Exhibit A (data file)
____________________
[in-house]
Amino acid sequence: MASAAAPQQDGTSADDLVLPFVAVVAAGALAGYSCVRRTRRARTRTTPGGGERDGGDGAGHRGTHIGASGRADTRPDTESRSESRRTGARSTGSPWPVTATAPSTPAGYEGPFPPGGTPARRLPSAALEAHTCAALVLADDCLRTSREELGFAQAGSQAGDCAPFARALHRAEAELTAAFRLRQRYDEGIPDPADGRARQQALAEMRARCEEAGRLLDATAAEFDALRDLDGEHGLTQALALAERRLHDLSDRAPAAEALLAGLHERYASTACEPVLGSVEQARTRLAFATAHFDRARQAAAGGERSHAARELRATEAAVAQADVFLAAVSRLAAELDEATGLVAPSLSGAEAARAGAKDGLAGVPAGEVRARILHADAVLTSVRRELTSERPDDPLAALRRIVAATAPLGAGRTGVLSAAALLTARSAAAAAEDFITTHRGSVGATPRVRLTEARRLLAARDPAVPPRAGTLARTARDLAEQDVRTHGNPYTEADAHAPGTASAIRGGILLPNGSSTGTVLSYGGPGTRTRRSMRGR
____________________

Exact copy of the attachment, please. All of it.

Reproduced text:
[in-house]
Amino acid sequence: MASAAAPQQDGTSADDLVLPFVAVVAAGALAGYSCVRRTRRARTRTTPGGGERDGGDGAGHRGTHIGASGRADTRPDTESRSESRRTGARSTGSPWPVTATAPSTPAGYEGPFPPGGTPARRLPSAALEAHTCAALVLADDCLRTSREELGFAQAGSQAGDCAPFARALHRAEAELTAAFRLRQRYDEGIPDPADGRARQQALAEMRARCEEAGRLLDATAAEFDALRDLDGEHGLTQALALAERRLHDLSDRAPAAEALLAGLHERYASTACEPVLGSVEQARTRLAFATAHFDRARQAAAGGERSHAARELRATEAAVAQADVFLAAVSRLAAELDEATGLVAPSLSGAEAARAGAKDGLAGVPAGEVRARILHADAVLTSVRRELTSERPDDPLAALRRIVAATAPLGAGRTGVLSAAALLTARSAAAAAEDFITTHRGSVGATPRVRLTEARRLLAARDPAVPPRAGTLARTARDLAEQDVRTHGNPYTEADAHAPGTASAIRGGILLPNGSSTGTVLSYGGPGTRTRRSMRGR